Last week’s newsletter was for Lanny. This week, we’re back to our regularly scheduled programming: Me talking to me. This next dichotomy is a doozy for me personally. This one was a challenge for me because I couldn’t find a way to explain the top of the spectrum. I had a one-on-one with my friend Zoë, who came to the rescue with some great insights and wisdom. (Which is why this is a day late, too.)
Dichotomy 5 of 6: Comparison vs. Acceptance
The bottom of the spectrum, the part pushing us down is Comparison, which comes in two forms:
- Putting ourselves below people. The way I feel when I look at the Chrisman Studios website.
- Putting ourselves above others. Think about those deep inner feelings we never outwardly admit. Like how I secretly like getting better photos than Lanny. Or when I see a parent losing their shit on their kid, it can make me feel a bit smug about my perceived skills, which is anything but patient. Or when we are happy we feel our work is ‘better’ than our competitions… If only momentarily.
In the first case, we’re pushing ourselves below people, judging ourselves as not worthy or not good enough. In the second example, we’re pushing people below us, if only to provide us some momentary comfort or perceived competence.
The opposing factors are not comfortable to admit out loud for all to hear (in a weekly newsletter, for example!), but they exist in all of us. Yup, myself included. Of course myself included, given the nature of this newsletter. Most of us don’t speak them out loud, but they are there. Don’t worry, I am not asking you to spill the beans on your own personal experience to the entire world, but if you would like to, I wouldn’t be opposed. Hell, it might make me feel better about myself. We face these demons together.
The person I suffer the most with both areas of comparison is Lanny. Surprise, surprise! The little demon on my shoulder vacillates between him being better than me to being worse than me faster than our camera’s fastest shutter speed. (1/32,000, for the nerds out there.) My ego works overtime to make me feel ‘better than’ and ‘worse than,’ fluctuating between the two all day, every day.
That is until I catch myself and flip the storyline. But what can pull us up is Acceptance. Yes, I know it’s all a bit zen. This is about as zen as I get. Thousands of years of practicing the art of staying present has proven that Buddhists are onto something here. Here are some super easy (but totally not easy) ways to flip those inner comparison narratives:
Awareness: We often fall into the comparison trap without even realizing. Our conditioning has only deepened the need to compare ourselves for what we think is self-preservation. But, it’s not. Self-preservation is when we can look at ourselves honestly and see exactly how far we have come and what makes us unique. Being aware of the comparison game in your head and being proud of exactly where you are at in this journey will release the comparison monsters.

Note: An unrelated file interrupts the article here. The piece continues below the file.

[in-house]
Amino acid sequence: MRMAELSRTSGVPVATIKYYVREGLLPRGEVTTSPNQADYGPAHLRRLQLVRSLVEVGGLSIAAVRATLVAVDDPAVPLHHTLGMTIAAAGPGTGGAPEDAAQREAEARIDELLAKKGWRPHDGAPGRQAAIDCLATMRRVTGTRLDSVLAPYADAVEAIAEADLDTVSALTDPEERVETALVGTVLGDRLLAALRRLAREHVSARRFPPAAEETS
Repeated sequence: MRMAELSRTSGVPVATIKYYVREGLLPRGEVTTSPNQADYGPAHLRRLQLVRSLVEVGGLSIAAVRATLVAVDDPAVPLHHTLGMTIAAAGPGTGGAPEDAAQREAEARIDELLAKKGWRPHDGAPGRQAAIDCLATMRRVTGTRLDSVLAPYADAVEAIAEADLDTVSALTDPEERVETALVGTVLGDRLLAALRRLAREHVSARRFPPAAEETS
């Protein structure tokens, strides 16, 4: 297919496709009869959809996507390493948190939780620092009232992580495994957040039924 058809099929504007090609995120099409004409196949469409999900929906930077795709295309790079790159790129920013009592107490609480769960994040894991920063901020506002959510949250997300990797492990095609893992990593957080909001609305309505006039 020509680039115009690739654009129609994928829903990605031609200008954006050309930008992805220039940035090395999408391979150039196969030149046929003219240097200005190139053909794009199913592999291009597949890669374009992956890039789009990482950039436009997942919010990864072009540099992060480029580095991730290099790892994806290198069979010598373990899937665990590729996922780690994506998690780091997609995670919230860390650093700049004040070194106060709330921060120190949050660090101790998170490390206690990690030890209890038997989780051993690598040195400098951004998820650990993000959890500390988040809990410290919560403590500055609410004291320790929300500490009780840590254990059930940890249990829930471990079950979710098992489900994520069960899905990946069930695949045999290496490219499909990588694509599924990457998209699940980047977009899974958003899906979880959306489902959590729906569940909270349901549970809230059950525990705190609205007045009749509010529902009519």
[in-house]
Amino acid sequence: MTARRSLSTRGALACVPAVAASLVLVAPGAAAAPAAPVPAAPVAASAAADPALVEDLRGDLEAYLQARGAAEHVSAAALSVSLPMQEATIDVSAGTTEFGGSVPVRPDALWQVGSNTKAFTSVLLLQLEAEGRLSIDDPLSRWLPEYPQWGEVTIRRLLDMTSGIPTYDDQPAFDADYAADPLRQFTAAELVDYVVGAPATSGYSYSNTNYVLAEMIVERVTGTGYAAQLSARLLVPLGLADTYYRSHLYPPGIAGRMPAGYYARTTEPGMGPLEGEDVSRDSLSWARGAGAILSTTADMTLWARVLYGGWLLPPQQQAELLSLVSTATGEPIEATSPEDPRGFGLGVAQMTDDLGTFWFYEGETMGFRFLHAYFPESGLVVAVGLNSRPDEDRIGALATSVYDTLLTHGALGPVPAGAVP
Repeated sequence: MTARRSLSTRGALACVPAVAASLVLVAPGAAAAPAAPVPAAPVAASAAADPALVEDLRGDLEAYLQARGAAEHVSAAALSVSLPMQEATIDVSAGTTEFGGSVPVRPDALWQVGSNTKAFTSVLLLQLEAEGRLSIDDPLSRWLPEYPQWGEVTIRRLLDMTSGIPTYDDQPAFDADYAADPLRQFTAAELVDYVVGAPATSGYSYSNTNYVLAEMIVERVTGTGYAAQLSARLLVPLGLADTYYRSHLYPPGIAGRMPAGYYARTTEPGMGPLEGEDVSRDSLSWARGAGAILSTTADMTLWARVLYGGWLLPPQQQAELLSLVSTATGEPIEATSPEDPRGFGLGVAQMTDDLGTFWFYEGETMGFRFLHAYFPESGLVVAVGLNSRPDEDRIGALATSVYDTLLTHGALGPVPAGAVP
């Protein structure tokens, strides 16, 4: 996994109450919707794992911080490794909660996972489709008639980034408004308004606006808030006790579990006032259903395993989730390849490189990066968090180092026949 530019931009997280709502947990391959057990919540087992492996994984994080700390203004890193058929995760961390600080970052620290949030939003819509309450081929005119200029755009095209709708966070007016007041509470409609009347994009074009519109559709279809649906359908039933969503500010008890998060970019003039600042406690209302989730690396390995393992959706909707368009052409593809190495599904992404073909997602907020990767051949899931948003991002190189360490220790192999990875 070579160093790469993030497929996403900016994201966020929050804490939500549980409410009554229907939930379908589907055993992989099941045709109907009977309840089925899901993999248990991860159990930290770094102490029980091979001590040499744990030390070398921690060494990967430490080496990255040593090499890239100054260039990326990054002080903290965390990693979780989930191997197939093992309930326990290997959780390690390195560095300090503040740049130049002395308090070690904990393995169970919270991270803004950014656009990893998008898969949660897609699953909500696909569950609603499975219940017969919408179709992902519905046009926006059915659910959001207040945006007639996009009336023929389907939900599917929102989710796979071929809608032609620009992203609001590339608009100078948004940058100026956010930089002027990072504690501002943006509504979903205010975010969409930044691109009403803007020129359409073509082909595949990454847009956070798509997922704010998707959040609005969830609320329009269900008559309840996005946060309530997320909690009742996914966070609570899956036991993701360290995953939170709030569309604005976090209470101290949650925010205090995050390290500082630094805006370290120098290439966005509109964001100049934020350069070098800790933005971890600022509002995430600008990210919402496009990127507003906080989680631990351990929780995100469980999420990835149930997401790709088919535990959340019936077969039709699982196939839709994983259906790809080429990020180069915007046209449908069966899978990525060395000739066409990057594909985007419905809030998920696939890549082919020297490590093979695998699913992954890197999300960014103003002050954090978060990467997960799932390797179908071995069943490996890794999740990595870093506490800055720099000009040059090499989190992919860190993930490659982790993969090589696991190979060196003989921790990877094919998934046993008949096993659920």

Focusing on Your Strengths: Looking at how amazing we think life is for others is the classic dichotomy of the grass being greener. Spoiler alert: It never actually is. The way out of this is to identify your own strengths and give yourself an ample pat on the back. You are actually exactly where you need to be at this moment on your greatest journey. Your neighbour’s lawns are not greener, just like the Chrisman’s work is not better or worse than ours.
Leaning into Imperfection: I’m unabashed about my love of a good Brené Brown quote, because she really has explained to a generation how essential it is to courageously lean into discomfort. “Ordinary courage is about putting our vulnerability on the line,” she writes. That means facing ourselves, one comparison at a time.
Empathy: Putting yourself in the shoes of others goes a long way in quelling your own comparisons. Empathy is not sympathy. It’s finding a way in which we have experienced the same or similar adversity and giving to others the kind of knowing compassion we needed in those moments. This is a big one and something we all must continually work towards achieving. Having empathy for those who have had the wind knocked out of them will stop the ‘better than’ comparisons from invading your inner dialogues.
The very nature of art has nothing to do with being ‘better’ or ‘worse’ than anyone else. It has to do with searching for (not necessarily finding) your own voice. And this voice is definitely not found by comparing. But, it comes out to play when we can accept where we are and what we contribute to the greater good of humanity. Remember the lesson from Dichotomy 2 of 6: Being pulled up by generosity will help us stand taller and brighter.
Next up… The last dichotomy! Stay tuned.
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